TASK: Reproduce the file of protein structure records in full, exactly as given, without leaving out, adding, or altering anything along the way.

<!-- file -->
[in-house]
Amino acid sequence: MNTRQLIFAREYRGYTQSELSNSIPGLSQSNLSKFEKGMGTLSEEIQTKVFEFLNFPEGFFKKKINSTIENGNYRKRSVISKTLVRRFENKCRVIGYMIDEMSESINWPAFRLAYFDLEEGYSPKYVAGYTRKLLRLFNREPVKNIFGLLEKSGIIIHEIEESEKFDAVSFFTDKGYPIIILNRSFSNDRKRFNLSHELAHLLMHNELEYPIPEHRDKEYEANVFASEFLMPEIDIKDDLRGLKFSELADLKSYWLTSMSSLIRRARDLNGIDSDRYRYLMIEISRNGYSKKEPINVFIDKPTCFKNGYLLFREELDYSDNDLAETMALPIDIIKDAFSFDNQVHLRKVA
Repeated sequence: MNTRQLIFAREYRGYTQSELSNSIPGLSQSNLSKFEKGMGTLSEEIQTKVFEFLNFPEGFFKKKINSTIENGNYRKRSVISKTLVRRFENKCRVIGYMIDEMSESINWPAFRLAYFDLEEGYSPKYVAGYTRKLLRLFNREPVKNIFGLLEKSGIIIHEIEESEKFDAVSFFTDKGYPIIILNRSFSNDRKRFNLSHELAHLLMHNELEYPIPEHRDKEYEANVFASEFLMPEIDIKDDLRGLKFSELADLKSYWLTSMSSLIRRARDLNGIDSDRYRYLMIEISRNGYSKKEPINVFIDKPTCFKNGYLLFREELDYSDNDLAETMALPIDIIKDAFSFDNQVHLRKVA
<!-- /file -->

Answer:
[in-house]
Amino acid sequence: MNTRQLIFAREYRGYTQSELSNSIPGLSQSNLSKFEKGMGTLSEEIQTKVFEFLNFPEGFFKKKINSTIENGNYRKRSVISKTLVRRFENKCRVIGYMIDEMSESINWPAFRLAYFDLEEGYSPKYVAGYTRKLLRLFNREPVKNIFGLLEKSGIIIHEIEESEKFDAVSFFTDKGYPIIILNRSFSNDRKRFNLSHELAHLLMHNELEYPIPEHRDKEYEANVFASEFLMPEIDIKDDLRGLKFSELADLKSYWLTSMSSLIRRARDLNGIDSDRYRYLMIEISRNGYSKKEPINVFIDKPTCFKNGYLLFREELDYSDNDLAETMALPIDIIKDAFSFDNQVHLRKVA
Repeated sequence: MNTRQLIFAREYRGYTQSELSNSIPGLSQSNLSKFEKGMGTLSEEIQTKVFEFLNFPEGFFKKKINSTIENGNYRKRSVISKTLVRRFENKCRVIGYMIDEMSESINWPAFRLAYFDLEEGYSPKYVAGYTRKLLRLFNREPVKNIFGLLEKSGIIIHEIEESEKFDAVSFFTDKGYPIIILNRSFSNDRKRFNLSHELAHLLMHNELEYPIPEHRDKEYEANVFASEFLMPEIDIKDDLRGLKFSELADLKSYWLTSMSSLIRRARDLNGIDSDRYRYLMIEISRNGYSKKEPINVFIDKPTCFKNGYLLFREELDYSDNDLAETMALPIDIIKDAFSFDNQVHLRKVA